Does size really matter? It does when it comes to your sandwich: Two men sue 'Subway' over size of their 'Footlong'
Company initially issued a statement saying that the sandwich lengths can vary a bit when franchises do not bake to the exact standard
It's often said that size doesn't matter, but apparently that's not the case when it comes to Subway sandwiches.
Two New Jersey men are set to sue the sandwich maker after they claimed the fast-food company shorted them on their 'footlong' sandwiches.
The men, John Farley, of Evesham and Charles Noah Pendrack, of Ocean City, are taking legal action in order to claim compensation and try to bring about a change in Subway's practices.
The New York Post reported yesterday that the attorney for the two men Stephen DeNittis carried out a test on 17 of the company's 'footlong' sandwiches and found that each one was less that a foot long.
The suit, filed earlier this week in Mount Holly, follows embarrassment for the company last week when someone posted a picture of a footlong on the company's Facebook page showing the sandwich was not as long as advertised.
At the time of the first complaint, the company issued a statement saying that the sandwich lengths can vary a bit when franchises do not bake to the exact standard.
The company has since removed the statement, after the Buzzfeed website pointed out it was incompatible with the fast-food company's earlier advertising.
In the statement Subway also claimed that a footlong sub wasn't necessarily meant to be exactly a foot long in the first place: "With regards to the size of the bread and calling it a footlong, "SUBWAY FOOTLONG" is a registered trademark as a descriptive name for the sub sold in Subway® Restaurants and not intended to be a measurement of length."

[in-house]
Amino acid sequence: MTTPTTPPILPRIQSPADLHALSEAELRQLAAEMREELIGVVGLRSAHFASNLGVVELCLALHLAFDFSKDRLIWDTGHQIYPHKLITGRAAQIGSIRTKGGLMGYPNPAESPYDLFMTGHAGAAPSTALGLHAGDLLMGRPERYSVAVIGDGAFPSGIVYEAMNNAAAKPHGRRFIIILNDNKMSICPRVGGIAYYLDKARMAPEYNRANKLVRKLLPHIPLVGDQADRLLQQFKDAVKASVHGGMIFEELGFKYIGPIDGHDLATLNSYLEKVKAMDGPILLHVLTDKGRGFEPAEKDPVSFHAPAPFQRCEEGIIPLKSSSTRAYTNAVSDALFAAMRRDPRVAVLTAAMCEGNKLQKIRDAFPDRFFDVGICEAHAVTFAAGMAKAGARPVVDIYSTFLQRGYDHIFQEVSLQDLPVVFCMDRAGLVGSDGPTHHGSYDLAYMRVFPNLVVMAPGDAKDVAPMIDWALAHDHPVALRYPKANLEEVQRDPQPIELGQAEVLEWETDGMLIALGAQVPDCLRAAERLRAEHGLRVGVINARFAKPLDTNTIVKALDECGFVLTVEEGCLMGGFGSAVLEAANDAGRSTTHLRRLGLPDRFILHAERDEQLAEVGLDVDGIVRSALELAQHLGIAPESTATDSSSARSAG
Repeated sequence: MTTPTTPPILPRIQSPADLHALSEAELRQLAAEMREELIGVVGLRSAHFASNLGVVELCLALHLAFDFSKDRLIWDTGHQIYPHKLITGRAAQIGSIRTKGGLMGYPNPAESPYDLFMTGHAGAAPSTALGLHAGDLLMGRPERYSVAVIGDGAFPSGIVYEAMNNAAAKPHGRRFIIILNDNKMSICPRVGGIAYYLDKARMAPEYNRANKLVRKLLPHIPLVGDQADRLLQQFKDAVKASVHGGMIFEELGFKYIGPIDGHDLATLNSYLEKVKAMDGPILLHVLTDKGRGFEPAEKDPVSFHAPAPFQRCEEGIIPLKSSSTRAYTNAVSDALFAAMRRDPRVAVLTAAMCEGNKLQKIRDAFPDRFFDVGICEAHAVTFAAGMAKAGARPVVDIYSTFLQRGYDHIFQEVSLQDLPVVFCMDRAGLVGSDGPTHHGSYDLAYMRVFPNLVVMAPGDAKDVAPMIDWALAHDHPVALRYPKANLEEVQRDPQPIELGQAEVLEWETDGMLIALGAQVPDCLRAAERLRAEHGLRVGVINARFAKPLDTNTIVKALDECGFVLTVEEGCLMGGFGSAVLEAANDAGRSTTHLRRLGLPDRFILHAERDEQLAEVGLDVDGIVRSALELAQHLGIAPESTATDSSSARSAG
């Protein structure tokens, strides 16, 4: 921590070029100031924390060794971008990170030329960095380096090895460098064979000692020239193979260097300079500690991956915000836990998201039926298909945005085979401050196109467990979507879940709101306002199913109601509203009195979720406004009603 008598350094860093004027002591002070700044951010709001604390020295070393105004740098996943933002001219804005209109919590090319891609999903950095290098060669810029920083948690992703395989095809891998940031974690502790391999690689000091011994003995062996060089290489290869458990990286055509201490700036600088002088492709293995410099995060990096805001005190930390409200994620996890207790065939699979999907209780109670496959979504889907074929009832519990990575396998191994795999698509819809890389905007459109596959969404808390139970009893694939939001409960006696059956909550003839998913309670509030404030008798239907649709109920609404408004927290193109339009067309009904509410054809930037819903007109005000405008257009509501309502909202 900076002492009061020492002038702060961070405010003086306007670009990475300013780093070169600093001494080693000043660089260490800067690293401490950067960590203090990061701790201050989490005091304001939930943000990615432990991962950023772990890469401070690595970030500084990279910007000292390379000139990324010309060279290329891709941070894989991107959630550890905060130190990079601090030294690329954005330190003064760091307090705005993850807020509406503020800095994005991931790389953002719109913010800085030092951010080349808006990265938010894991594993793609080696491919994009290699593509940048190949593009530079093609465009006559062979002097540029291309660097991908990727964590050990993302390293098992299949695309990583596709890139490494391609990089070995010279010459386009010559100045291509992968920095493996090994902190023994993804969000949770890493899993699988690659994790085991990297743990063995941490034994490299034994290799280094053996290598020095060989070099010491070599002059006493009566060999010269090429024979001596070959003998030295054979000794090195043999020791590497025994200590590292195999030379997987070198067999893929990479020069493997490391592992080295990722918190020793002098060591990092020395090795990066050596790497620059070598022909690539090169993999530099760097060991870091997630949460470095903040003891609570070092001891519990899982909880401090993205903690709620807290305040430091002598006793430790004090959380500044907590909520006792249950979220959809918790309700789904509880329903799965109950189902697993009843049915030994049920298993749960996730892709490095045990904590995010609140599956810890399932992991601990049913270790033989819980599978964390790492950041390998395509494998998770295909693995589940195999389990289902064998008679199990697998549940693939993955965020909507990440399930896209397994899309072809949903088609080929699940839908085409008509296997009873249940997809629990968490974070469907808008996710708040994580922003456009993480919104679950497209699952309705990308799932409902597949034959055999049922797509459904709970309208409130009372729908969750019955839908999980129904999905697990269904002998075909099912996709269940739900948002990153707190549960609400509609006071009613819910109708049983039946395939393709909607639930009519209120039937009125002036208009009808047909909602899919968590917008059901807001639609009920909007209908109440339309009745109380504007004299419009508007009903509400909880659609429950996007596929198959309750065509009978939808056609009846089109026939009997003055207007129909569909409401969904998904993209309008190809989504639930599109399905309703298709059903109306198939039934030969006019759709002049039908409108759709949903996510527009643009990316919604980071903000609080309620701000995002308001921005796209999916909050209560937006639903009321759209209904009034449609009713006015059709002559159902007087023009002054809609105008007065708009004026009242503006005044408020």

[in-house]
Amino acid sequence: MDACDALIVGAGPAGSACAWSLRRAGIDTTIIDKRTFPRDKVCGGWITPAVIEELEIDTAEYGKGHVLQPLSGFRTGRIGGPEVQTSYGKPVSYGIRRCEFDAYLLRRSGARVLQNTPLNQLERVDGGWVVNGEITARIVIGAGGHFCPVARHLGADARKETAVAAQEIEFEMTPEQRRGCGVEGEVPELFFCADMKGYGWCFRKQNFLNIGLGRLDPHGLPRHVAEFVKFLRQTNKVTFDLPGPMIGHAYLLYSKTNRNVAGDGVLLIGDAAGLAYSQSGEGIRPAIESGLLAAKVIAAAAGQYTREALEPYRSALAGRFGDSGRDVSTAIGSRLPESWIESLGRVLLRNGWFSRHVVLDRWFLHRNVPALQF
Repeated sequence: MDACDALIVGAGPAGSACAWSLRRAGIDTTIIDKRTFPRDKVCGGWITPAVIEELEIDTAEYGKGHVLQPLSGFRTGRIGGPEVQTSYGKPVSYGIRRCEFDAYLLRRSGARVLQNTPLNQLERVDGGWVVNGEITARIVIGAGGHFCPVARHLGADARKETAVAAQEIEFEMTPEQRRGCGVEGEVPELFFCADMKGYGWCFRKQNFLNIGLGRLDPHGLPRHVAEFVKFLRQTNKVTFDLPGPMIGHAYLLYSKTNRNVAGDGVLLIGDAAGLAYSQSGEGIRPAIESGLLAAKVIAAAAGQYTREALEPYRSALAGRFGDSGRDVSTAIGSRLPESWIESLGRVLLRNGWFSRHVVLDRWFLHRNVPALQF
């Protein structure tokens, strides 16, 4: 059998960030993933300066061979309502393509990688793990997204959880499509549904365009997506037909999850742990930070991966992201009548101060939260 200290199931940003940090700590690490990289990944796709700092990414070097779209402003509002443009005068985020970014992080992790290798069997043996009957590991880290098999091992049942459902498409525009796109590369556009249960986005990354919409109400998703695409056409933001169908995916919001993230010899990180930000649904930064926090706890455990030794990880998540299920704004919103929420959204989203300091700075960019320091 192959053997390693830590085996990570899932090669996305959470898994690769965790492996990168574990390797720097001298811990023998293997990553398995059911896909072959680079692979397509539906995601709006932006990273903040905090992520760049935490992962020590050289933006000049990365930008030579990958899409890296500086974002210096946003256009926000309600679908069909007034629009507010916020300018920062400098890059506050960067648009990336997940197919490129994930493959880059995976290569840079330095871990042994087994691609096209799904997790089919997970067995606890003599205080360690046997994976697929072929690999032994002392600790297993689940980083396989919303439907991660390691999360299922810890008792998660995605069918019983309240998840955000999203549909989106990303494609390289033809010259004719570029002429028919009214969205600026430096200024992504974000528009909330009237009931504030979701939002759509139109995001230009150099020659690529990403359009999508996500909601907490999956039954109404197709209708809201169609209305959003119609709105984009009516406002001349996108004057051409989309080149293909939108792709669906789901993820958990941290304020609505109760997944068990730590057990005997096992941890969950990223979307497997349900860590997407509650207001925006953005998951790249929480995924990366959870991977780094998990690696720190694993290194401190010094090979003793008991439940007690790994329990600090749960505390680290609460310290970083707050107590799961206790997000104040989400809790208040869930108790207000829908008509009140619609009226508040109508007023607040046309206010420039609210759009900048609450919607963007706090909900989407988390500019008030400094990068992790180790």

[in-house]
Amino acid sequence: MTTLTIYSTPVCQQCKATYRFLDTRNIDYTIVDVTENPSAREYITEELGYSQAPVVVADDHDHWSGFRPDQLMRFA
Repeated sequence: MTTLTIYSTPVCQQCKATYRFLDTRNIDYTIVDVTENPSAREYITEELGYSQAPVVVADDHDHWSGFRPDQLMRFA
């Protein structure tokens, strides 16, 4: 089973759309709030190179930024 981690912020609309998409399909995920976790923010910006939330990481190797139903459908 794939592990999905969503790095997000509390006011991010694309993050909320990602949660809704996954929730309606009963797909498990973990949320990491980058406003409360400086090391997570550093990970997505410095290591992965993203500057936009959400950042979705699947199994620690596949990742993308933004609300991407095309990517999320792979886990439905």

"The length of the bread baked in the restaurant cannot be assured each and every time as the proofing process may vary slightly each time in the restaurant."
The explanation was slammed by Stephen DeNittis, the lawyer for the plaintiffs, who said the missing bite is worth 45 cents per sandwich: "The case is about holding companies to deliver what they've promised," he said.
The company said in a statement issued earlier this week: "For 47 years, customer satisfaction has been our top priority. We regret any instance where we did not fully deliver on our promise to our customers," the company said.
"Our commitment remains steadfast to ensure that every Subway Footlong sandwich is 12 inches at each location worldwide."
Subway has 38,000 stores around the world, nearly all owned by franchisees, and the footlong sandwich has been a mainstay of the company's advertising for many years.
Stephen DeNittis argues that the missing half-inch of sandwich adds up over time: "It would be like cereal company promising a net weight and giving less for the price," DeNittis said. "It doesn't sound like a big deal to every person, but it adds up at the bottom line."
DeNittis argues that customers could be losing out on around 40 to 60 cents per sandwich, which he claims could translate to $50-$60 a year to regular customers.
Following the initial Facebook postings lookalike pictures appeared all over the internet and over 100,000 people 'liked' or commented on the original, which ran on the site with the caption 'Subway pls respond.'
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